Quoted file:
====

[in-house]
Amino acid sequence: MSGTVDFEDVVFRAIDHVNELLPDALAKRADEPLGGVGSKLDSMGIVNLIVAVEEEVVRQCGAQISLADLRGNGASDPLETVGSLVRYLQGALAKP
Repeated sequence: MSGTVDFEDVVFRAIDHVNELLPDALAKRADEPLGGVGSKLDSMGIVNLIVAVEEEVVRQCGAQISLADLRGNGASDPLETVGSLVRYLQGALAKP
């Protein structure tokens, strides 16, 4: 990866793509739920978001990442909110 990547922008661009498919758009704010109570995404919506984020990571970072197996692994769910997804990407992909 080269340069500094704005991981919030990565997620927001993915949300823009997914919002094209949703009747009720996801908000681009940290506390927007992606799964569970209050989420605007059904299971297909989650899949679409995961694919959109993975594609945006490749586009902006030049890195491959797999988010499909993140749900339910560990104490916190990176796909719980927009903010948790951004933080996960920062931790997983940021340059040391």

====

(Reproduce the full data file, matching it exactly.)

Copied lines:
[in-house]
Amino acid sequence: MSGTVDFEDVVFRAIDHVNELLPDALAKRADEPLGGVGSKLDSMGIVNLIVAVEEEVVRQCGAQISLADLRGNGASDPLETVGSLVRYLQGALAKP
Repeated sequence: MSGTVDFEDVVFRAIDHVNELLPDALAKRADEPLGGVGSKLDSMGIVNLIVAVEEEVVRQCGAQISLADLRGNGASDPLETVGSLVRYLQGALAKP
């Protein structure tokens, strides 16, 4: 990866793509739920978001990442909110 990547922008661009498919758009704010109570995404919506984020990571970072197996692994769910997804990407992909 080269340069500094704005991981919030990565997620927001993915949300823009997914919002094209949703009747009720996801908000681009940290506390927007992606799964569970209050989420605007059904299971297909989650899949679409995961694919959109993975594609945006490749586009902006030049890195491959797999988010499909993140749900339910560990104490916190990176796909719980927009903010948790951004933080996960920062931790997983940021340059040391």